GloucesterTimes.com, Gloucester, MA

Lifestyle

February 1, 2013

Study: Warm winter leads to more flu later

A research study on climate change and influenza, the findings of which were recently published in PLOS Currents (www.plos.org), posits that “warm winters are more likely to be succeeded by early and severe influenza seasons due to fewer people being infected due to the warm weather, thereby leaving an unnaturally large fraction of susceptible individuals in the population going into the next season.”

The following season could be worse, due to the earlier onset of flu season possibly occurring at a time when fewer people would have been vaccinated against that year’s strains.

Sherry Towers, a professor at Arizona State University, and her team, studied flu patterns and climate patterns in the United States from 1997 to 1998 to the present.

The study suggested that “when a winter was mild, on average 72 percent of the time the next epidemic was more severe than average, with epidemic growth rate 40 percent higher than average, and a peak timing occurring 11 days earlier than average. In addition, the relative likelihood of the following epidemic peaking before January 1st was over 80 percent higher.”

Influenza transmission is lower when conditions are warm or humid, and the winter of 2011-2012 was very warm, followed, predictably, according to the study, by a season with early onset and greater severity, which happened this year.

The influenza virus mutates constantly, thus each year a new vaccine is developed which produces immunity to only a few strains of the virus. This year, the vaccine is effective against A strains, but less so for B. Immunity produced by any flu vaccine lasts approximately a year, sometimes less, sometimes more. Next year, a quadrivalent vaccine is expected to be produced that will guard against four strains of the virus rather than two or three, but researchers are anxious for funding that would enable them to work on a universal flu vaccine that would be effective against thousands of strains.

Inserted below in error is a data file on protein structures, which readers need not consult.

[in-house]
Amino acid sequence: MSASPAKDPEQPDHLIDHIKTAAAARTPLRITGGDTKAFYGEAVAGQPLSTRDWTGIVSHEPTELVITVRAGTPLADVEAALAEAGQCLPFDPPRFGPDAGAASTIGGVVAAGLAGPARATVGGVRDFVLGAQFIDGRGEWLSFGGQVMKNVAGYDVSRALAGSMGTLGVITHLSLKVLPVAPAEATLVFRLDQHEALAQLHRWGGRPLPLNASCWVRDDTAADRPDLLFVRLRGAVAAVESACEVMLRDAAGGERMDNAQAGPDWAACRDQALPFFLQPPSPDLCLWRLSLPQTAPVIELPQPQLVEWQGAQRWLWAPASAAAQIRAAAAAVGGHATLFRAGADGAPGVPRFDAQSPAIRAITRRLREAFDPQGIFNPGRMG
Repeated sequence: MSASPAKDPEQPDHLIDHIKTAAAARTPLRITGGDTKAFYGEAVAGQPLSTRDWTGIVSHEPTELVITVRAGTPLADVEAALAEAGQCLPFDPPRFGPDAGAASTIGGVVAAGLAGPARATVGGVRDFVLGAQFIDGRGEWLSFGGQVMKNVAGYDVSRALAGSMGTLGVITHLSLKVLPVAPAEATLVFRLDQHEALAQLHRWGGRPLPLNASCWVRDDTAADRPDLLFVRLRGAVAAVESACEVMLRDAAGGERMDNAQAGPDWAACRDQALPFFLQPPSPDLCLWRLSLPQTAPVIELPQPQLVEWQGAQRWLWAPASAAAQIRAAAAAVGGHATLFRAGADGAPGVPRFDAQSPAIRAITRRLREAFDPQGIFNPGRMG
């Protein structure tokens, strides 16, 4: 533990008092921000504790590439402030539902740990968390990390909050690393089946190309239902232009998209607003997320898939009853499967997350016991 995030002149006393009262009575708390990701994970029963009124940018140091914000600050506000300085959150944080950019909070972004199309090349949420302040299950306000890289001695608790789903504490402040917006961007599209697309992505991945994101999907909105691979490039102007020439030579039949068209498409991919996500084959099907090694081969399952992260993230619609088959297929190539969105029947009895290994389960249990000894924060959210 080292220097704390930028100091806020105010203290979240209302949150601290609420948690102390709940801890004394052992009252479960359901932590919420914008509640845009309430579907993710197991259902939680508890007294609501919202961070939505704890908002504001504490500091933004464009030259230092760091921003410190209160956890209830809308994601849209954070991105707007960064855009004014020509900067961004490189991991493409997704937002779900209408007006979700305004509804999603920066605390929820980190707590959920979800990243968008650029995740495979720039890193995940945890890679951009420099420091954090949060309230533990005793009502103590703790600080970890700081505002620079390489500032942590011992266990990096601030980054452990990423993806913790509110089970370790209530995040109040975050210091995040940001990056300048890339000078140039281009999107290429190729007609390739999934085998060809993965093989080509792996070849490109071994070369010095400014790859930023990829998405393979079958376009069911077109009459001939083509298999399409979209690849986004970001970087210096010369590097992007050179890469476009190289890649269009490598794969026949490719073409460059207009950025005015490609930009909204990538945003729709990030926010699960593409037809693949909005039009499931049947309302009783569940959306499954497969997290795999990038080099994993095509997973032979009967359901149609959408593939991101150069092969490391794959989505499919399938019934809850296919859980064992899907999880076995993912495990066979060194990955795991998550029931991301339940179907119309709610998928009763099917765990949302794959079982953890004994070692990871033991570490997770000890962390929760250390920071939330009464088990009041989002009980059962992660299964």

Text Only | Photo Reprints
Lifestyle

Your news, your way
Pictures of the Week
Comments Tracker
AP Entertainment Videos
Adam Levine Launches Clothing Line for Women Paul Wesley Sinks His Teeth Into Directing Chelsea Clinton Is Pregnant Josh Thompson Streams Album to Hook New Fans Franco Leads Star-studded Broadway Cast ShowBiz Minute: Singer, Young, Poehler Sparks Fly With Derulo and Jordin on New Album Nas Movie Opens Tribeca Film Festival Zooey Deschanel Adds Designing to Her Repertoire Miley Cyrus Still in Hospital, Cancels 2nd Show 'Half of a Yellow Sun' Hits the Big Screen Diaz Gets Physical for New Comedy Swift's Bus Drives Into Country Hall of Fame ShowBiz Minute: Cyrus, Walker, Combs Pedro Pascal Plays 'Game of Thrones'' Red Viper Deeley Shows Acting Chops in Hulu's 'Deadbeat' Ora Strips Efron at MTV Awards ShowBiz Minute: MTV Awards, Lopez, Royals Stars Hit Red Carpet for MTV Movie Awards Conan Backs Colbert, Hosts MTV Movie Awards